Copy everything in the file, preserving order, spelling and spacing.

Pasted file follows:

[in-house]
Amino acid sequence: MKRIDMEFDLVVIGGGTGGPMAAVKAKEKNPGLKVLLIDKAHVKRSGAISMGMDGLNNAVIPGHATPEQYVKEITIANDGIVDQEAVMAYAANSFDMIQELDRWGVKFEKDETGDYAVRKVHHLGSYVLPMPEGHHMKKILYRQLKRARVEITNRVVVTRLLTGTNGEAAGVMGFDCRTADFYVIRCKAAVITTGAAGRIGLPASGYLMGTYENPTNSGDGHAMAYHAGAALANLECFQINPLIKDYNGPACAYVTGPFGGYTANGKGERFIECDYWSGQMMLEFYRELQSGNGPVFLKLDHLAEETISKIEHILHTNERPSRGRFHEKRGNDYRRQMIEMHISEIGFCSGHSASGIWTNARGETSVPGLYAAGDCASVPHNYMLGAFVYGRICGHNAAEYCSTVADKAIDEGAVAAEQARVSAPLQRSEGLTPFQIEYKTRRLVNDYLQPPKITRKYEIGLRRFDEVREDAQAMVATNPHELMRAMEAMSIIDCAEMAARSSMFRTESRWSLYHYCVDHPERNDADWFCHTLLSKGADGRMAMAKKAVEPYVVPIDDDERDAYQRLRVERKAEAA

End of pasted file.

[in-house]
Amino acid sequence: MKRIDMEFDLVVIGGGTGGPMAAVKAKEKNPGLKVLLIDKAHVKRSGAISMGMDGLNNAVIPGHATPEQYVKEITIANDGIVDQEAVMAYAANSFDMIQELDRWGVKFEKDETGDYAVRKVHHLGSYVLPMPEGHHMKKILYRQLKRARVEITNRVVVTRLLTGTNGEAAGVMGFDCRTADFYVIRCKAAVITTGAAGRIGLPASGYLMGTYENPTNSGDGHAMAYHAGAALANLECFQINPLIKDYNGPACAYVTGPFGGYTANGKGERFIECDYWSGQMMLEFYRELQSGNGPVFLKLDHLAEETISKIEHILHTNERPSRGRFHEKRGNDYRRQMIEMHISEIGFCSGHSASGIWTNARGETSVPGLYAAGDCASVPHNYMLGAFVYGRICGHNAAEYCSTVADKAIDEGAVAAEQARVSAPLQRSEGLTPFQIEYKTRRLVNDYLQPPKITRKYEIGLRRFDEVREDAQAMVATNPHELMRAMEAMSIIDCAEMAARSSMFRTESRWSLYHYCVDHPERNDADWFCHTLLSKGADGRMAMAKKAVEPYVVPIDDDERDAYQRLRVERKAEAA